“When little people are overwhelmed by big emotions, it’s our job to share our calm, not to join their chaos.” – L.R. Knost
The healthcare setting can be a scary and overwhelming place where stress and anxiety tend to hit a peak.
Teaching children and families coping skills is one of the several roles that the Certified Child Life Specialists at the UVM Children’s Hospital take on in their daily practice.
How Our Child Life Team Can Help You
Child life specialists are specially trained to provide developmentally-appropriate therapeutic interventions to children and families experiencing stress.
Interventions are adapted to meet the patient’s and family’s needs. What may be a successful resource for one child, may not work for the next.
Coping skills are important when navigating through a hospitalization or the hospitalization of a loved one.
Why Relaxation is Important
Relaxation is not about being lazy, rather it is about increasing one’s well-being. It helps to decrease stress levels and its effects on the mind and body.
Practicing relaxation and engaging in stress-reducing activities provides many benefits to the child and their family.
Relaxation Exercises for Children and Families
Here are just a few ways that our child life specialists incorporate relaxation into their daily practice with children and their families.
These are all non-medicated techniques that may be altered to meet the patient where they are developmentally, physically and emotionally.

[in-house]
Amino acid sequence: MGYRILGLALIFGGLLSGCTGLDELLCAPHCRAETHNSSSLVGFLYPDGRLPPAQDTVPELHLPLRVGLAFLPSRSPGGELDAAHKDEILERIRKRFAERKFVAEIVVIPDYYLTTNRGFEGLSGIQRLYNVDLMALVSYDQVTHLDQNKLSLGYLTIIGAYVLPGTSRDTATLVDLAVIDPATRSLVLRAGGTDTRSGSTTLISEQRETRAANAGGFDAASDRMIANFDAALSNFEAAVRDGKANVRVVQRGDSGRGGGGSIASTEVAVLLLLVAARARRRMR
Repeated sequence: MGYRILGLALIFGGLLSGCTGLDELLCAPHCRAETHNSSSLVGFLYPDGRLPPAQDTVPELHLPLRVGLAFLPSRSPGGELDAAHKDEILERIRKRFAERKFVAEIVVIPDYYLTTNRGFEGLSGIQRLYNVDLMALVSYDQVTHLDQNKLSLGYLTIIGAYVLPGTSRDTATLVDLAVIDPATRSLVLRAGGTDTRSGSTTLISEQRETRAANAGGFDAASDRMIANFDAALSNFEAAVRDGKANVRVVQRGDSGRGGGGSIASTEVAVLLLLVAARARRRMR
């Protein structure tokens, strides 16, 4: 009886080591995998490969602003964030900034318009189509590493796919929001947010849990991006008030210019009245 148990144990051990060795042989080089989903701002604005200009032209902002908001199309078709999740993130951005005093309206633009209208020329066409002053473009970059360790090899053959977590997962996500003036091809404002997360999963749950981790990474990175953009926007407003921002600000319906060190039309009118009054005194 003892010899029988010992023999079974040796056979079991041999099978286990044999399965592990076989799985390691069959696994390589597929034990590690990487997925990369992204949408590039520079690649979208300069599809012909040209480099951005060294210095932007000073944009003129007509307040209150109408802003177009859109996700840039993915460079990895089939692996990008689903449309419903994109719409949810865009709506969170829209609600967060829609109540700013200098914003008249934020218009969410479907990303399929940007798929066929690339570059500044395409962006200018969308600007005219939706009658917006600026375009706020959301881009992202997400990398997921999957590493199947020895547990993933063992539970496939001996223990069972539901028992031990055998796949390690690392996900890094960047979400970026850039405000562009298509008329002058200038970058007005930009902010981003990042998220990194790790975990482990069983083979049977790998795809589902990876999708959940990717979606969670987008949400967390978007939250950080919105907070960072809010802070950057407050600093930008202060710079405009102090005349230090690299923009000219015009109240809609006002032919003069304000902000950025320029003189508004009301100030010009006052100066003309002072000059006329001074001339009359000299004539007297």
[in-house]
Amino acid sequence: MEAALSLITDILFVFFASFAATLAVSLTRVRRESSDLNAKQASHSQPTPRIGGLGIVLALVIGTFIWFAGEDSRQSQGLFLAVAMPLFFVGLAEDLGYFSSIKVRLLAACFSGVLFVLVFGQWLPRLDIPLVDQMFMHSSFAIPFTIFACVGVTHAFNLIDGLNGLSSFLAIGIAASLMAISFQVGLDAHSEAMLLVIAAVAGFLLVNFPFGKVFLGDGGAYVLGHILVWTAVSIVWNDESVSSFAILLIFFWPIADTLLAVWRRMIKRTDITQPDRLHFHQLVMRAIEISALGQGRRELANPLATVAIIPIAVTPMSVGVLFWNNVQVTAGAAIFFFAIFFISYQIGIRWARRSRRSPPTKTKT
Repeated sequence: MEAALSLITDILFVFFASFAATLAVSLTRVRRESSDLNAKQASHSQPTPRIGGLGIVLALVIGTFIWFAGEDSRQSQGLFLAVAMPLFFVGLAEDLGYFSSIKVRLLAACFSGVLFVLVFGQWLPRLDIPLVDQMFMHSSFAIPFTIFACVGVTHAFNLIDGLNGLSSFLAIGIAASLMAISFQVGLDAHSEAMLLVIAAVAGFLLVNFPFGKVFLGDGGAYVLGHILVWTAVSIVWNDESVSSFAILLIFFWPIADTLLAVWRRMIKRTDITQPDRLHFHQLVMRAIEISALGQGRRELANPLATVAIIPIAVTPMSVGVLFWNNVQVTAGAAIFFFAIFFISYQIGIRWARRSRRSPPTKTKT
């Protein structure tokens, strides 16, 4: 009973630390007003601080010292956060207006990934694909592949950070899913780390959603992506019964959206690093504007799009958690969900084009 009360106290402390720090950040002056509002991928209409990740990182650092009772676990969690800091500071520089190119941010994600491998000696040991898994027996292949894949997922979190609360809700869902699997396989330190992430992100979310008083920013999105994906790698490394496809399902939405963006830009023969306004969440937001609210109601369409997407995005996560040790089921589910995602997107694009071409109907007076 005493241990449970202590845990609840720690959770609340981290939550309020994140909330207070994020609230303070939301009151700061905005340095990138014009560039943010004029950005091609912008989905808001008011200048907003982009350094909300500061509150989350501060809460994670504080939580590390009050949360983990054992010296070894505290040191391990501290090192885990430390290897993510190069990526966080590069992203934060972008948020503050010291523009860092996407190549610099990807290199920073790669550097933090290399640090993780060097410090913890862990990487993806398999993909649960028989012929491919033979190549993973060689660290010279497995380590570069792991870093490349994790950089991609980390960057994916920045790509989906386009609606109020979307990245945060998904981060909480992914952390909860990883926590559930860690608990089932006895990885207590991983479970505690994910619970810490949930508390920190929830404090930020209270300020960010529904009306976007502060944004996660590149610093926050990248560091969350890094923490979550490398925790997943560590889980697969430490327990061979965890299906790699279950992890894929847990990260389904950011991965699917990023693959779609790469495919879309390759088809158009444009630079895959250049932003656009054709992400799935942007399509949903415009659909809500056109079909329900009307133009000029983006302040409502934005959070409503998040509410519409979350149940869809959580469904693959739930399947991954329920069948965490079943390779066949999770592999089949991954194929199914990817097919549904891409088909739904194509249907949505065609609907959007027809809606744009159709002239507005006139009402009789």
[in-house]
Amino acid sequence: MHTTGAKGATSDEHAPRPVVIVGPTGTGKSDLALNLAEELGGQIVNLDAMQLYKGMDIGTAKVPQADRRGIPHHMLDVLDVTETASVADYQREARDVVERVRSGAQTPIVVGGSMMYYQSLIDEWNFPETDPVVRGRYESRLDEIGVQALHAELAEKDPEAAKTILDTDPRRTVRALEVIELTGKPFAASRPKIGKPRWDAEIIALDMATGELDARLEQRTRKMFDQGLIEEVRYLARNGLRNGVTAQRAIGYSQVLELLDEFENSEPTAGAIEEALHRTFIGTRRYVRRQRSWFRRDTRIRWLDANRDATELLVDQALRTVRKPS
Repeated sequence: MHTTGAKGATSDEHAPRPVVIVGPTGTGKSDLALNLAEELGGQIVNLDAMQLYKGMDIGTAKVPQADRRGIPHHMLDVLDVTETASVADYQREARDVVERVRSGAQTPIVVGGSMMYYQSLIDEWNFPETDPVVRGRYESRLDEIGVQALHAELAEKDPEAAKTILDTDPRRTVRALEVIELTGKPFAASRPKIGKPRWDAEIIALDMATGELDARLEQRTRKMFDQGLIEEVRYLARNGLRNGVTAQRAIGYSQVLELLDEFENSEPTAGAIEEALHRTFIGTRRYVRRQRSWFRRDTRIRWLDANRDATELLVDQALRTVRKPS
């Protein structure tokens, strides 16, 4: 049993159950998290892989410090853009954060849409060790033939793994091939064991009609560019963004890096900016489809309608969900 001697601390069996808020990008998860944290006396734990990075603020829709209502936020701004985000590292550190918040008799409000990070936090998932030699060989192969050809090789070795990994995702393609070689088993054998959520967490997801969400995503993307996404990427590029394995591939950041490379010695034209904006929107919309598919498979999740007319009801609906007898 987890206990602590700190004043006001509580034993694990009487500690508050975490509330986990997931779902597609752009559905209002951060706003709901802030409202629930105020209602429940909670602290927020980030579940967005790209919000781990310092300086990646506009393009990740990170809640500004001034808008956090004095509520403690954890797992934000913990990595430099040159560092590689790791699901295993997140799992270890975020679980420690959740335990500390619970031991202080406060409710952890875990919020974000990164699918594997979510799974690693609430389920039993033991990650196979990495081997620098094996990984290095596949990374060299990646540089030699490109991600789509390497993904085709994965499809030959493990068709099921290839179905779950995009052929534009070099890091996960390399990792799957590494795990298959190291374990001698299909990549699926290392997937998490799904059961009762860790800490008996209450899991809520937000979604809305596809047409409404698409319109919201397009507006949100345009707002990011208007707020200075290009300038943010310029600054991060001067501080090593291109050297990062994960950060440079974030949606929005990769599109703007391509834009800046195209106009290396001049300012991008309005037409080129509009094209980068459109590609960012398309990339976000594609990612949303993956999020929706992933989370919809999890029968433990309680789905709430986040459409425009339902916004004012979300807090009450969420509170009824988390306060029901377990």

- Often interchangeably used with the term “guided meditation,” guided imagery is a relaxation technique that focuses on imagination and use of the senses. Soothing sound or music may be applied alongside a script. One way our child life specialists use guided imagery is during procedures as a form of distraction.
- Reiki is a gentle form of energy healing. Practitioner’s hands are placed just over or lightly touching the body. The goal is to promote healing, decrease symptoms, and increase relaxation. A handful of our child life specialists are Reiki II certified.
- Deep breathing is a wonderful way to reduce stress and anxiety. Use this simple and effective tool in the hospital and in any environment. Pinwheels, bubbles and Hoberman Spheres are some of the tools that our child life team uses to help teach and promote deep breathing.
- Calming jars are a therapeutic activity as well as a quick and easy project that can be made at home. There are a variety of ways to create calming jars. Personalization is always encouraged. Swirling around the contents of the jar and watching it settle to the bottom lets children focus on breathing and re-centering themselves, resulting in a sense of calm. Check out this link to create your own calming jars at home.
Find Child Life at UVM Children’s Hospital
The UVM Children’s Hospital has nine child life specialists:
- Ali Waltien – Children of adult patients – Cancer Center, Adult Units
- Ashley Mitchell-Ringuette – Children’s Specialty Center
- Jen Dawson – Baird 5/PICU
- Jenny Eddy – Comfort Zone
- Jen Gagne – Radiology
- Jen Hipsley – Phlebotomy Lab
- Jess Rabidoux – Baird 5/PICU
- Jillian Monier – Per Diem
- Sierra Scheller – Pre-Op